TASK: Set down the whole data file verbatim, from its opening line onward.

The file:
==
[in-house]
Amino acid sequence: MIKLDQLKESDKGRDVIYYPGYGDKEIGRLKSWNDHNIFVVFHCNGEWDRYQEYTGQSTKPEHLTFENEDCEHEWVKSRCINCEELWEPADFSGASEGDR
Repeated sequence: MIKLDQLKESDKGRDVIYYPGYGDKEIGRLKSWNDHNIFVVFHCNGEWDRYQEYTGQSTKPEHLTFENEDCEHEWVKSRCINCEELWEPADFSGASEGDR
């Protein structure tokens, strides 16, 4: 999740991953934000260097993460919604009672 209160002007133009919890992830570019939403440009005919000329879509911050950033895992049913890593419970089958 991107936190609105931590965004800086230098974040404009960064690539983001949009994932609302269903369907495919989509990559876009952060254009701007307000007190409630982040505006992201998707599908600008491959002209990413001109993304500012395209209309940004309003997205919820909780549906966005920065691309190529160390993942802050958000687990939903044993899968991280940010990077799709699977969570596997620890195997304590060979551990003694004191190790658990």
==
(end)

[in-house]
Amino acid sequence: MIKLDQLKESDKGRDVIYYPGYGDKEIGRLKSWNDHNIFVVFHCNGEWDRYQEYTGQSTKPEHLTFENEDCEHEWVKSRCINCEELWEPADFSGASEGDR
Repeated sequence: MIKLDQLKESDKGRDVIYYPGYGDKEIGRLKSWNDHNIFVVFHCNGEWDRYQEYTGQSTKPEHLTFENEDCEHEWVKSRCINCEELWEPADFSGASEGDR
């Protein structure tokens, strides 16, 4: 999740991953934000260097993460919604009672 209160002007133009919890992830570019939403440009005919000329879509911050950033895992049913890593419970089958 991107936190609105931590965004800086230098974040404009960064690539983001949009994932609302269903369907495919989509990559876009952060254009701007307000007190409630982040505006992201998707599908600008491959002209990413001109993304500012395209209309940004309003997205919820909780549906966005920065691309190529160390993942802050958000687990939903044993899968991280940010990077799709699977969570596997620890195997304590060979551990003694004191190790658990």